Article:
>> >an action on it, this is easier for the optimizer to sort 
>> >out than if
>> >you
>> >write 50 different minor variations on an iterator idiom by hand,
>> >some
>> >with unintentional out of bounds bugs that you didn't bump into
>> >(yet).
>> >And it's easier for the compiler to parrallelize it on the target
>> >hardware if the facilities are available (MPP, vector math, etc).

>> This is utterly true.  And completely and totally irrelevant.

>Not in the least.  People want flexibility in a language in case
>the environment isn't subtle enough for their tastes.  Then they turn
>around and complain because everyone comes up with a 'clever' synonym
>for the code they would have written, sometimes correctly, sometimes
>totally wrong, but either way, totally greek to their peers.  Formalism
>takes the edge off such concerns over abuse of power.  Here is your
>rope sir, but you have to justify any requests to tie it into a knot.

The odd thing is that I think I understand what you're saying (both times
you've said it), and I'm just about certain I agree entirely with it, but I
_still_ don't see what on earth it has to do with our discussion.  What does
this have to do with named parameters versus implicit parameter passing?

>> >to painful mechanisms of inter-language communication. All the
>> >code will exist within a single virtual machine, with a common
>> >calling convention where possible, dynamically generated
>> >wrappers where not.

>> So, in the final analysis, you have a virtual machine.   Our 
>> languages are not so different

>Being a virtual machine-based language provides little similarity.

Forgive me; I was thinking ahead of my typing.  My thought process was
analysing our runtime and compile time systems, and I was trying to figure
out how one would be superior to the other in optimization; beyond that, I
have no idea what I was thinking.  :-)

>> -- except that you have a huge translation layer, and I have a tiny
>>    one.

>I have a segmented translation layer, which is an important 

I have three low-level segments:

 - the virtual machine-->native processor layer (which is very thin; it's
essentially only a specification of which registers hold which stacks, and
what registers are preserved on task switches, and how I implement the
processor's native instruction set as though all of the instructions were
stack based -- for example, "ADD reg, reg" becomes "POP BX/ADD AX, BX" (or
something like that).

 - the quotation system (which defines a 'function structure' and provides
ways of accessing its fields and compiling natively the function it
indicates; the function structures contain properties such as profiling
data, frequency of calls, and so on; this layer is also written in processor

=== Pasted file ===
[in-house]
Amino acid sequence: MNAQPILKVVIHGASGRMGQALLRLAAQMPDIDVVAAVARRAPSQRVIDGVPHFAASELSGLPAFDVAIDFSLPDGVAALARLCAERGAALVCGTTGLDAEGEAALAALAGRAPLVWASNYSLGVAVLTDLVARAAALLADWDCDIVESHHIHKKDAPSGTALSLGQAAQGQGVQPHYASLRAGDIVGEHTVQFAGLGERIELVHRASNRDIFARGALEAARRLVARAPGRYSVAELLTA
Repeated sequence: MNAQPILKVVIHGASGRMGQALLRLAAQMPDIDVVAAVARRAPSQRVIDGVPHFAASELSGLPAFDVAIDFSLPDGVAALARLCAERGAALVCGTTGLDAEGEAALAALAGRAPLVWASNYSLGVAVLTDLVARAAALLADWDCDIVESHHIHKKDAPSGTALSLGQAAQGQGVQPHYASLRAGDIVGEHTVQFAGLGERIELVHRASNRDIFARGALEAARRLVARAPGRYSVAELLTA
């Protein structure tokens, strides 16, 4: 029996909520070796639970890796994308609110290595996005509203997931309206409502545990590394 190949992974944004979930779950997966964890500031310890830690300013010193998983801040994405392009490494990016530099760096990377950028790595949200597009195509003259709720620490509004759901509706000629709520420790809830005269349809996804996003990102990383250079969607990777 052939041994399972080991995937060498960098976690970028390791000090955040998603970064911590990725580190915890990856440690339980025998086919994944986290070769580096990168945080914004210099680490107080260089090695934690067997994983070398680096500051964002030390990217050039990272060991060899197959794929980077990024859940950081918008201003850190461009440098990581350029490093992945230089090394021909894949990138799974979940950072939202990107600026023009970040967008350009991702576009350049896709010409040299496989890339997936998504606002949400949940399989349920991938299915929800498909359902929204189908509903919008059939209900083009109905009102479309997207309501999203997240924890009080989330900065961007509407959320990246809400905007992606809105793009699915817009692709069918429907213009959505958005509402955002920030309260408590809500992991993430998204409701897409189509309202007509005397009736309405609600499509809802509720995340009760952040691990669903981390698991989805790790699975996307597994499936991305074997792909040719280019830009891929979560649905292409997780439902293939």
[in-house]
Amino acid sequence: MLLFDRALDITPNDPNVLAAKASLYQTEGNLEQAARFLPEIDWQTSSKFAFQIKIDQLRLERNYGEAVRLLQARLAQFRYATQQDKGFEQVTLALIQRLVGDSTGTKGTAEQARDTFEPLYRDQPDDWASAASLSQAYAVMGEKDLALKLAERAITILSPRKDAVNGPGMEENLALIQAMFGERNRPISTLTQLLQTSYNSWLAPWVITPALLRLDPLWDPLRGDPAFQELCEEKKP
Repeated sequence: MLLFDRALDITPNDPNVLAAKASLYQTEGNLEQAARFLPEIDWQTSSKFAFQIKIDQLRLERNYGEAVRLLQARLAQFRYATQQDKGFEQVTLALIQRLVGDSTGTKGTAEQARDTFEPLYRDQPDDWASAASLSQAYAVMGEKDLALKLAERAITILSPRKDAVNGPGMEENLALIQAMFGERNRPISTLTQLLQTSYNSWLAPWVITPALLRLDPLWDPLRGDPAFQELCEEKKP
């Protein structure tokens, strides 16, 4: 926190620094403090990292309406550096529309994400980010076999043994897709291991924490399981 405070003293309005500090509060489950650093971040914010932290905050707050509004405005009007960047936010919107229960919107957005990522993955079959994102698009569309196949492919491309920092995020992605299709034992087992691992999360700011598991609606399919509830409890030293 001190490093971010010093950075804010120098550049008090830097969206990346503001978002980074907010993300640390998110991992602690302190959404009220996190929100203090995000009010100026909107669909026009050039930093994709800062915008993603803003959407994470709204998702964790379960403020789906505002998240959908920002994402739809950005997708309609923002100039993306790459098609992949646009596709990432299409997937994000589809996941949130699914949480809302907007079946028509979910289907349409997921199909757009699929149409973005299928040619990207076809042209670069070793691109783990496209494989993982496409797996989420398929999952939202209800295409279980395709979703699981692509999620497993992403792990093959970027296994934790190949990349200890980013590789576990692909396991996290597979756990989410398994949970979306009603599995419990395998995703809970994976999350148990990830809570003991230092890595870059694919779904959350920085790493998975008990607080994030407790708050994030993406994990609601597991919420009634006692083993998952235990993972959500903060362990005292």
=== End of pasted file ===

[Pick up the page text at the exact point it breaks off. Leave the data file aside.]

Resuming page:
dependant code).

 - the main system (which contains, amongst other things, several different
optimizers and code generators, all parameterised based on values in the
layers below, as well as a profiler to drive the use of the optimizers).

>You have a tiny translation layer, or you're falling victim to the
>incomplete implementation fallacy?

Well, there are two systems like this that I know of which have been in
commercial use for five to ten years now.  Add a third, if you count Elate
(which uses a similar design but with a slightly different emphasis on the

>How big is your standard library going to be?

If it includes everything TUNES wants, infinitely large.  However, I expect
it to fit on a floppy.

>What fraction of that is your minimal interpreter?

0.  Okay, seriously though, it'll be very small; perhaps we'll be able to
get it down to half a K of processor-specific executable code, plus another
512 bytes of parameters.  Add in the boot sector, and that's all the
nonportable code.

>How big is a mature implementation of your
>interpreter going to be?

Hard to say, because although the VM I discussed above contains an
interpreter, there's also languages above that; for example, there's one
which contains the same basic features of the VM language, but with the
addition of complex data structures and garbage collection.

The most basic interpreter, though, including all appropriate libraries and
data, will total about 256K -- at any rate, it WILL fit on a floppy disk,
because I Have Declared It ;-).

>How many things is it going to do internally,
>how many will be pushed into required standard functionality to perform
>the same task?

I don't know what you mean by "standard" there, but anything done by the VM
will be the Right Way to do things.  Any code which re-impliments a feature
of the VM is broken :-).

>Concerns over how big an 'unabridged' edition of the machine would be
>have some merit, but not as much as you're attributing to the issue.

Okay, here's the concern I'm expressing: contrary to your statement, I
believe that my optimiser, with or without metainformation, will produce
compact, efficient code.  I base this opinion on systems similar to mine,
such as Quartus Forth and 4THCOMP.

>There is no requirement that a compiler issue, or the 
>interpreter honor,
>any optional data.  If the optional data represents 80% of the
>and 90% of the implementation complexity, who really cares?  All I've
>is provide a formal vessel into which optional tools can place their
>data, in an attempt to avoid ad hoc formats.  What does that hurt?
>Nothing, according to the industry examples I can find.

Our discussion used to be about a language which _required_ parameter names
to be included in every call.  I don't know what you're discussing now, but
it's definitely not the same thing.  Could you provide an URL, or give a
description of what you're talking about?

>Different environments will contain a different subset of the content
>handlers for the language.  My deployment environments won't care about
>debug data.  My dev environment will.  My palm pilot doesn't care about
>MPP or high precision math or vector math, or advanced speed-for-space
>tradeoffs.  My workstation doesn't care about space-for-speed 
>but when I'm downloading a new multiplayer game off the net, I'd much
>appreciate if it was usable the first time I ran it.  No VM I know of
>is giving me that.

Check out Elate, formerly known as Tao OS, at  Very cool.  Very similar to what Sam
and I are building, and does exactly what you say.